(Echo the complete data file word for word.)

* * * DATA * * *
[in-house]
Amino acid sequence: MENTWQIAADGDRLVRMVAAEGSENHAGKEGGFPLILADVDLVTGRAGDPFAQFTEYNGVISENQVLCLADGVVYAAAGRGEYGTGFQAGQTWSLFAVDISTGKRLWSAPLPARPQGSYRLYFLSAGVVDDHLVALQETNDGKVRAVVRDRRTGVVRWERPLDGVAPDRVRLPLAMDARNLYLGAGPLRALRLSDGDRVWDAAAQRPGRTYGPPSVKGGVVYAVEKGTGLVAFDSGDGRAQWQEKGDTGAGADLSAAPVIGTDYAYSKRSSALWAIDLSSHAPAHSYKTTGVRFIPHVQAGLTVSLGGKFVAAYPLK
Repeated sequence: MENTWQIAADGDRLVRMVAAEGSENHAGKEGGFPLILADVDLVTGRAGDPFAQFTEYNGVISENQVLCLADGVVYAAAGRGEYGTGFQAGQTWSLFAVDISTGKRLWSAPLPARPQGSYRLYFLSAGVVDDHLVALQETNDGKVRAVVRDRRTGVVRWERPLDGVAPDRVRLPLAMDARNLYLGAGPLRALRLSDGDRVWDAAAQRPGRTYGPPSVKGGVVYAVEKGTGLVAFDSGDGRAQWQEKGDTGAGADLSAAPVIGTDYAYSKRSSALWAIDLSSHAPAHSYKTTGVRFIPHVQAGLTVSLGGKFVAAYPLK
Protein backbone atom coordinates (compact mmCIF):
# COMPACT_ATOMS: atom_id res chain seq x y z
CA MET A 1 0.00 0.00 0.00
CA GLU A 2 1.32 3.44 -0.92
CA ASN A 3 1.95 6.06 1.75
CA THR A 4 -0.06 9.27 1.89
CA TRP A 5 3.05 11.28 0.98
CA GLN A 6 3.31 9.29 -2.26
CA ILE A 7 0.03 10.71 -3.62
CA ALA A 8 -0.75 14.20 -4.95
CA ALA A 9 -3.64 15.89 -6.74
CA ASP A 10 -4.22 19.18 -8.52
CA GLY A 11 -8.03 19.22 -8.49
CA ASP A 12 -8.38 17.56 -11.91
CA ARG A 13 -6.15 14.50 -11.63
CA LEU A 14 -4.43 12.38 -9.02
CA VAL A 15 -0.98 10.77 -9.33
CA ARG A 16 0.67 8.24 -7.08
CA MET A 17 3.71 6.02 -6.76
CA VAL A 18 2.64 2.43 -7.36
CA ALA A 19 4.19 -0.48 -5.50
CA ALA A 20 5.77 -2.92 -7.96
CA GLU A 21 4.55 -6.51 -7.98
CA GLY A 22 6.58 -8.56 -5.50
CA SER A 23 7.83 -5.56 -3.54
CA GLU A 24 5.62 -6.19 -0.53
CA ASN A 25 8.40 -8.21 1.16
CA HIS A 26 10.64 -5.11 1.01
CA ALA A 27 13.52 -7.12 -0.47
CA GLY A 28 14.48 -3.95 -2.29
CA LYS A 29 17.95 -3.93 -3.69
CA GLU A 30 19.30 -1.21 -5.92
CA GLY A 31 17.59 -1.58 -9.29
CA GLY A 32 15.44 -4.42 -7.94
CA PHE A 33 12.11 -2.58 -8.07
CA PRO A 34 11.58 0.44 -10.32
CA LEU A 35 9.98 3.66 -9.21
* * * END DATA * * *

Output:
[in-house]
Amino acid sequence: MENTWQIAADGDRLVRMVAAEGSENHAGKEGGFPLILADVDLVTGRAGDPFAQFTEYNGVISENQVLCLADGVVYAAAGRGEYGTGFQAGQTWSLFAVDISTGKRLWSAPLPARPQGSYRLYFLSAGVVDDHLVALQETNDGKVRAVVRDRRTGVVRWERPLDGVAPDRVRLPLAMDARNLYLGAGPLRALRLSDGDRVWDAAAQRPGRTYGPPSVKGGVVYAVEKGTGLVAFDSGDGRAQWQEKGDTGAGADLSAAPVIGTDYAYSKRSSALWAIDLSSHAPAHSYKTTGVRFIPHVQAGLTVSLGGKFVAAYPLK
Repeated sequence: MENTWQIAADGDRLVRMVAAEGSENHAGKEGGFPLILADVDLVTGRAGDPFAQFTEYNGVISENQVLCLADGVVYAAAGRGEYGTGFQAGQTWSLFAVDISTGKRLWSAPLPARPQGSYRLYFLSAGVVDDHLVALQETNDGKVRAVVRDRRTGVVRWERPLDGVAPDRVRLPLAMDARNLYLGAGPLRALRLSDGDRVWDAAAQRPGRTYGPPSVKGGVVYAVEKGTGLVAFDSGDGRAQWQEKGDTGAGADLSAAPVIGTDYAYSKRSSALWAIDLSSHAPAHSYKTTGVRFIPHVQAGLTVSLGGKFVAAYPLK
Protein backbone atom coordinates (compact mmCIF):
# COMPACT_ATOMS: atom_id res chain seq x y z
CA MET A 1 0.00 0.00 0.00
CA GLU A 2 1.32 3.44 -0.92
CA ASN A 3 1.95 6.06 1.75
CA THR A 4 -0.06 9.27 1.89
CA TRP A 5 3.05 11.28 0.98
CA GLN A 6 3.31 9.29 -2.26
CA ILE A 7 0.03 10.71 -3.62
CA ALA A 8 -0.75 14.20 -4.95
CA ALA A 9 -3.64 15.89 -6.74
CA ASP A 10 -4.22 19.18 -8.52
CA GLY A 11 -8.03 19.22 -8.49
CA ASP A 12 -8.38 17.56 -11.91
CA ARG A 13 -6.15 14.50 -11.63
CA LEU A 14 -4.43 12.38 -9.02
CA VAL A 15 -0.98 10.77 -9.33
CA ARG A 16 0.67 8.24 -7.08
CA MET A 17 3.71 6.02 -6.76
CA VAL A 18 2.64 2.43 -7.36
CA ALA A 19 4.19 -0.48 -5.50
CA ALA A 20 5.77 -2.92 -7.96
CA GLU A 21 4.55 -6.51 -7.98
CA GLY A 22 6.58 -8.56 -5.50
CA SER A 23 7.83 -5.56 -3.54
CA GLU A 24 5.62 -6.19 -0.53
CA ASN A 25 8.40 -8.21 1.16
CA HIS A 26 10.64 -5.11 1.01
CA ALA A 27 13.52 -7.12 -0.47
CA GLY A 28 14.48 -3.95 -2.29
CA LYS A 29 17.95 -3.93 -3.69
CA GLU A 30 19.30 -1.21 -5.92
CA GLY A 31 17.59 -1.58 -9.29
CA GLY A 32 15.44 -4.42 -7.94
CA PHE A 33 12.11 -2.58 -8.07
CA PRO A 34 11.58 0.44 -10.32
CA LEU A 35 9.98 3.66 -9.21